TexturePacker Plugin Unity Tutorial

This is a tutorial on how to use the TexturePacker extension for Unity. There are two different versions of TexturePacker – The stand alone TexturePacker, and the TexturePacker Unity Extension. Both have a limited function free version in addition to the full version.

To get started as quick as possible, here is Video Tutorials Section (will be upgraded shortly)

Basicly tutorial is splitted in 3 parts.

  • Introduction
  • Using with 3D object’s (animation, automatic UV)
  • Using with GUI (drawing GUI textures from Atlas, GUI Animation)


Why you should use texture atlases in your game:

  • Reduced build size

  • Reduced RAM consumption

  • Increased performance

Why use TexturePacker?
TexturePacker will allow you to easily and quickly create texture atlases for your game.

  • Rotation
  • Trimming / cropping
  • Scaling
  • Smoothing
  • Note: Some features are not available in the free version

Learn More here:

Why use the TexturePacker Unity Extension?

Unity GUI

  • Draw textures from the atlas
  • Supports TexturePacker features (rotation. crop, trim)
  • GUI animations

3D object

  • Auto generation of UV coordinates for Meshes
  • Rotated images for optimal space
  • Play animations from atlas
  • Preview in editor mode
  • Note: Some features are not available in the free version

Using with 3D objects 

TexturePacker is available for download here:

The TexturePacker Unity extension is available here:

Creating the Texture Atlas:

For the first tutorial, we’ll pack textures for our scene (Assets are available in the TexturePacker Extension package underAssets/Extensions/TexturePacker/Tutorial/Art/AtlasSource).

Open TexturePacker, and simply drag the textures inside. Now let’s configure our atlas.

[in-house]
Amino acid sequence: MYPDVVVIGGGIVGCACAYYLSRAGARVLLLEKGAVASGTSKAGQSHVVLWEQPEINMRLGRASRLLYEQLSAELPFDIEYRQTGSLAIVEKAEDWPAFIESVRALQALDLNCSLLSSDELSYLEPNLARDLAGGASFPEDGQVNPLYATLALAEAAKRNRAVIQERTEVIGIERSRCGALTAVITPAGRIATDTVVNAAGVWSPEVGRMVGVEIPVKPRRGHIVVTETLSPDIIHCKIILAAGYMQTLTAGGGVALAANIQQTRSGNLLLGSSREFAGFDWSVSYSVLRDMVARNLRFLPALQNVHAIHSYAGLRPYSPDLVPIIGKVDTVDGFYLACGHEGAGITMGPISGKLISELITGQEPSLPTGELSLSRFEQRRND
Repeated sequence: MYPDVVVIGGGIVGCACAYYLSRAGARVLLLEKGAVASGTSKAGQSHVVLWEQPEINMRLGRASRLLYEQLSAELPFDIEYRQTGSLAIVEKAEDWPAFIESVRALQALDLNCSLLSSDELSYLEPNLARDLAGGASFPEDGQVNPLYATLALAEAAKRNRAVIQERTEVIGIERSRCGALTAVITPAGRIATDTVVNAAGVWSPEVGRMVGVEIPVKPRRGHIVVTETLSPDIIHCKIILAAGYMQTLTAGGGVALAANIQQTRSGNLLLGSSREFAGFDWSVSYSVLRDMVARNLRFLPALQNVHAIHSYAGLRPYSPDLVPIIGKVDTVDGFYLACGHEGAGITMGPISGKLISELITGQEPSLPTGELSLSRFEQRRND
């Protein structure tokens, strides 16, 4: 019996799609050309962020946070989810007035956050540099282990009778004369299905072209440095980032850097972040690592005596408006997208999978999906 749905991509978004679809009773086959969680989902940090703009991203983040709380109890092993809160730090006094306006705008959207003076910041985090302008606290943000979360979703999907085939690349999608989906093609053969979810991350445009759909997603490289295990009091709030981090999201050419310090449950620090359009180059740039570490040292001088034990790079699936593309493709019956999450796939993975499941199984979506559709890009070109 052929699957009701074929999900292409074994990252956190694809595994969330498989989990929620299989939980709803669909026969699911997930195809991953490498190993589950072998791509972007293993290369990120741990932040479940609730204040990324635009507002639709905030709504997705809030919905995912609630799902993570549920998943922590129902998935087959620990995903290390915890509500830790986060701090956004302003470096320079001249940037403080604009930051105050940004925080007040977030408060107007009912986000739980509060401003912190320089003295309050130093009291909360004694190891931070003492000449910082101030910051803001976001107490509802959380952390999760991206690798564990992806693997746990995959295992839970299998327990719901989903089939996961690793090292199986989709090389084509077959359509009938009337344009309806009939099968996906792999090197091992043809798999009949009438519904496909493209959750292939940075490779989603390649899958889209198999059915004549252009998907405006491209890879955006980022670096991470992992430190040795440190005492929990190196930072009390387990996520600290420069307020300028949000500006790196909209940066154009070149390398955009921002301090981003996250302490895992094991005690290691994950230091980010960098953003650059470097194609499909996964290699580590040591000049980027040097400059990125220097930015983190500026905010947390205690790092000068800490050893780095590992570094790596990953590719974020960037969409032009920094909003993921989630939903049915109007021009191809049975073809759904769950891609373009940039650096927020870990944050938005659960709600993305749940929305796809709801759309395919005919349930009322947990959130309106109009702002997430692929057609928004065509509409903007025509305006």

Output Options
Data Format: Unity3D
Data File: YourProject/Assets/Resources/TutorialAtlas_data.txt Texture File: YourProject/Assets/Resources/TutorialAtlas.png
Texture Format: png

Geometry Options
Check the “Force Squared” toggle

Layout Options
Algorithm: MaxRect (Full version only) or Basic (available in the free version)
Allow Rotation: checked (Full version only) unchecked (free version)
Trim mode: none (Trim mode is only supported for GUI rendering)

I has described most optimal options, but you can experiment with TexturePacker option to get the best result for your atlas.

Next, press the Publish button. Your altas should look like this:

Free version:
If you do not see the image, you can view the image by clicking directly on the URL

Paid version:
If you do not see the image, you can view the image by clicking directly on the URL

Atlas is ready, so we need material for it.

In Resources Folder Create->Material. Set material name as TutorialAtlasMaterial, attach TutorialAtlas.png as main material texture and change shader to Transparent->Diffuse.

*Note: The material will be created automatically by Asset Processor editor script. But you can create any number of other materials with different shader for atlas.

Using the texture atlas with a model:

Using the texture atlas with a model:

It already has a texture and a material assigned. Replace this with a texture from the atlas:


  1. Select the sword_01 gameobject (the one with the MeshRenderer component attached).
  2. Attach TPMeshTextureEx component (TPHelper component will be added automaticly)
  3. Choose Atlas and Texture in TPHelper menu
    • Atlas: TutorialAtlas
    • Texture: sword_01_dif

$13 3-07 AM.png 

If you do not see the image, you can view the image by clicking directly on the URL

The sword is now using the texture from the atlas.

*Note: Do not attach TPMeshTexture component, it will casue component lost if you replace TexturePacker.dll. Use it only for extending.

Using the texture atlas with skinned model
The usage is similar to a simple model.

  1. Select the sword_01 gameobject (the one with the SkinnedMeshRenderer component attached).
  2. Attach TPSkinnedMeshTextureEx component (TPHelper component will be added automaticly)
  3. Choose Atlas and Texture in TPHelper menu

Play an animation from the atlas:
This approach is only useful if you want play animation on YOUR mesh (not simple plane). Trim / Crop is not supported with this approach. If you just want to play animation on plane from atlas, please follow Creating Sprite Animation steps. It has additional features implemented as:

  • Trim / Crop support
  • Animation can contain frames from different atlases.

For the next tutorial, we will play an animation from the texture atlas on a cube:

  1. Create a cube in the scene by selecting GameObhect->Create Other->Cube
  2. Change the material on the cube to TutorialAtlasMaterial
  3. Attach a TPMeshAnimation component
  4. Configure the TPMeshAnimation component options as follows:
    • Atlas: TutorialAtlas
    • Frames: add 6 frames fireball_0001, fireball_0002, fireball_0003, fireball_0004, fireball_0005, fireball_0006